Will Ariel Block Peace? - Elliott Abrams via CFR
Putting aside my sympathies with the plight of the Obama Administration over the domestic policy death grip being exerted by the Tea Party - Obama and Clinton’s ME peace policy has been an unmitigated disaster form the start. How much this reflects endemic sympathy for the Palestinians on the part of Clinton and the State Department or a fundamental misunderstanding of Israel/Palestinian dynamics, I cannot say. But I do feel that there has been a resurgence of Arabists within the State Department, and that BHO has all but given the reins of his foreign policy over to Hillary Clinton and her group of advisors. I have frequently expressed my deep distrust of this Administration’s attitude towards Israel; BHO early on in his campaign turned to Carter stalwart Zbigniew Brzezinski for foreign policy advice. Clinton famously planted a big ol’ smooch on Arafat’s wife. Am I simply paranoid? Hard to say.
When I worked on these issues in the Bush Administration, we discussed settlement expansion thoroughly with the government of Israel and (as I have explained elsewhere) reached agreement on some principles. These were that Israel would create no new settlements and that existing settlements would expand in population but not in land area. New construction, that is, would be in already-built-up areas, and the phrase we used was “build up and in, not out.” The usual complaints about new construction in the settlements were that “it is making a final peace agreement impossible” or at least more and more difficult by “taking more Palestinian land” that would have to be bargained over in the end and whose taking would right now interfere with Palestinian life and livelihoods. We understood that there would never be a long construction freeze even if there might be some brief ones, for the settlements–especially the “major blocks” that Israel will keep–are living communities with growing families. So we reached that understanding with the Israelis: build up and in, not out. That way whatever the chances of a peace deal were, construction in the settlements would not reduce them.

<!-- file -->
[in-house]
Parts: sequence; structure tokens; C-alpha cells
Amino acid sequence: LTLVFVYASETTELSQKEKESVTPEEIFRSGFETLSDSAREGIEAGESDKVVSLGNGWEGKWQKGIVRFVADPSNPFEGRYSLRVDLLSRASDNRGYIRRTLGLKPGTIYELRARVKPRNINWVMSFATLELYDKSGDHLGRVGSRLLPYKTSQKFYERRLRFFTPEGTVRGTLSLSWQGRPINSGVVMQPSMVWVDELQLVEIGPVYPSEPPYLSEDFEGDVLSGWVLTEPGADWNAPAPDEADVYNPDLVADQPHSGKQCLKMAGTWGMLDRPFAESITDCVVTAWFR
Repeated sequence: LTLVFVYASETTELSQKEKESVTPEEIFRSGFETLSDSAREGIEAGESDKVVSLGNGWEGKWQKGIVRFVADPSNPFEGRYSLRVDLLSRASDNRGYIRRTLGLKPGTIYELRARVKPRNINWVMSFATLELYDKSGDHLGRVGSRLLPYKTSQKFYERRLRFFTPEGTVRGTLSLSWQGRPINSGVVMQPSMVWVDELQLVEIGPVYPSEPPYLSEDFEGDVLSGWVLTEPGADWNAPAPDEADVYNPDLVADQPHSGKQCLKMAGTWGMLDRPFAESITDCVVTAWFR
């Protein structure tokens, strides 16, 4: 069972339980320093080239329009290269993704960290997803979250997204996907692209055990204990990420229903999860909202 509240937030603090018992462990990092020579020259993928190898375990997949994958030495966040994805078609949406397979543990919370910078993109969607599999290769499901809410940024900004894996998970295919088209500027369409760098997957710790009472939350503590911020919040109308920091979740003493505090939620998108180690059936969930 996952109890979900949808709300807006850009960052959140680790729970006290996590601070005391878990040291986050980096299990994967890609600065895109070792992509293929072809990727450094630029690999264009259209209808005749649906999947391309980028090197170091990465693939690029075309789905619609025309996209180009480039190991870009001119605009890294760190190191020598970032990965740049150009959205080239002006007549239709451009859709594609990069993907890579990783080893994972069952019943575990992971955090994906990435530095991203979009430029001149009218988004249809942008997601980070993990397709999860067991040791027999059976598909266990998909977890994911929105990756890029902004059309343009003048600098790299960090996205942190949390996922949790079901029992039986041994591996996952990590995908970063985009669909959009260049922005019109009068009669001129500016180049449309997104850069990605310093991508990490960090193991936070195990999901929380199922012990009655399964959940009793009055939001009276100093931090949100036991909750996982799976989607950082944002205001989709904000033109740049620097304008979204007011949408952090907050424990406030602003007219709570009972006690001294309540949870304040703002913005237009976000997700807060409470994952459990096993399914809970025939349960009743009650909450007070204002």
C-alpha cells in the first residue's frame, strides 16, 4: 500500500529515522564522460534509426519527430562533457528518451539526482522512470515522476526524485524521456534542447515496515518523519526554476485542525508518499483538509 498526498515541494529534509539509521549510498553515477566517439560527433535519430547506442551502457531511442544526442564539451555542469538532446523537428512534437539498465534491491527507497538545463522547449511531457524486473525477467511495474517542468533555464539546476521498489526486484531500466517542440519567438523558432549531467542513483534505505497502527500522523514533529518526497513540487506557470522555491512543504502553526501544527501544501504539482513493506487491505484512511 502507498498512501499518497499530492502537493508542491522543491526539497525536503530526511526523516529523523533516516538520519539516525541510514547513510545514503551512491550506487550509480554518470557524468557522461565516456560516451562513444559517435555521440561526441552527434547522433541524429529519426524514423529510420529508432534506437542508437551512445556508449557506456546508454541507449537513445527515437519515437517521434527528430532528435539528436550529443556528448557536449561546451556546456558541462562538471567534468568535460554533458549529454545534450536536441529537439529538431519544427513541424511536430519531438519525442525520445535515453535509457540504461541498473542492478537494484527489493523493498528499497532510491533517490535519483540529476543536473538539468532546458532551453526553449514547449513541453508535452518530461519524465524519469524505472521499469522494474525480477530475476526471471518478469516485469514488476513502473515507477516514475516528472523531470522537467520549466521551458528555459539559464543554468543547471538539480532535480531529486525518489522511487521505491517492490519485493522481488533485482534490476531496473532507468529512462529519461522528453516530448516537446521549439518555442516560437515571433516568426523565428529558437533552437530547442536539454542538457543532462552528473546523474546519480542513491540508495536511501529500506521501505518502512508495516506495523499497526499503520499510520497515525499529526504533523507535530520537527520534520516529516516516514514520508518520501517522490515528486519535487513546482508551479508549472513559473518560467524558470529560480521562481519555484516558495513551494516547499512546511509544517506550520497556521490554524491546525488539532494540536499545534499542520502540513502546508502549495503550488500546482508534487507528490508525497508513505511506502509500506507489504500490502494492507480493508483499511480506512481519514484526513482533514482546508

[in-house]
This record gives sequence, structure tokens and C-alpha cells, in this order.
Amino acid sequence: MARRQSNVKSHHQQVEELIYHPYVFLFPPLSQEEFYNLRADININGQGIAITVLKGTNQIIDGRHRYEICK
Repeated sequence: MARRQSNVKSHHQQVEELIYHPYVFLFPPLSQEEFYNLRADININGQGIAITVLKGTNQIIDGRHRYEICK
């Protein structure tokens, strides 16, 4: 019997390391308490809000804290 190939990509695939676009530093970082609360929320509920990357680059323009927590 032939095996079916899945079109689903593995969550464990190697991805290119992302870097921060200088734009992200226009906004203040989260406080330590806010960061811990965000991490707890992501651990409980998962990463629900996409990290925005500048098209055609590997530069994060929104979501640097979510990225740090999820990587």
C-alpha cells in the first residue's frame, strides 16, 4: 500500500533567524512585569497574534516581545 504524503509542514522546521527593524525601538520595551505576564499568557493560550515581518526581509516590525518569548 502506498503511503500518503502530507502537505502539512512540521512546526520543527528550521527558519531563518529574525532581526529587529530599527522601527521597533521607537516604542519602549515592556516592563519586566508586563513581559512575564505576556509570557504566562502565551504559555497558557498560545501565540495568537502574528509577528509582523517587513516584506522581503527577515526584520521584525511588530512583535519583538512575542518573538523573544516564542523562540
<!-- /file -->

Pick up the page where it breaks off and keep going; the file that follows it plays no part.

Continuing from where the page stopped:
This agreement the Obama Administration ignored or denounced, suggesting at various times that it never existed or that, anyway, it had been a bad idea and all construction must be frozen–even in Israel’s capital, Jerusalem. (To be more accurate, construction by Israeli Jews was to be frozen; construction by Palestinians could continue). No Israeli government could long accept such terms and though the Netanyahu government did agree to a short and partial freeze, when that failed to bring the PLO back to the negotiating table the freeze was ended. This Obama fixation with a construction freeze proved disastrous because the president and his secretary of state took the view that it was a precondition for negotiations without which the Palestinians could not be expected to come to the table. Of course once that American position was announced the Palestinian leadership had to adopt it, lest they appear weaker in asserting Palestinian “rights” than Washington.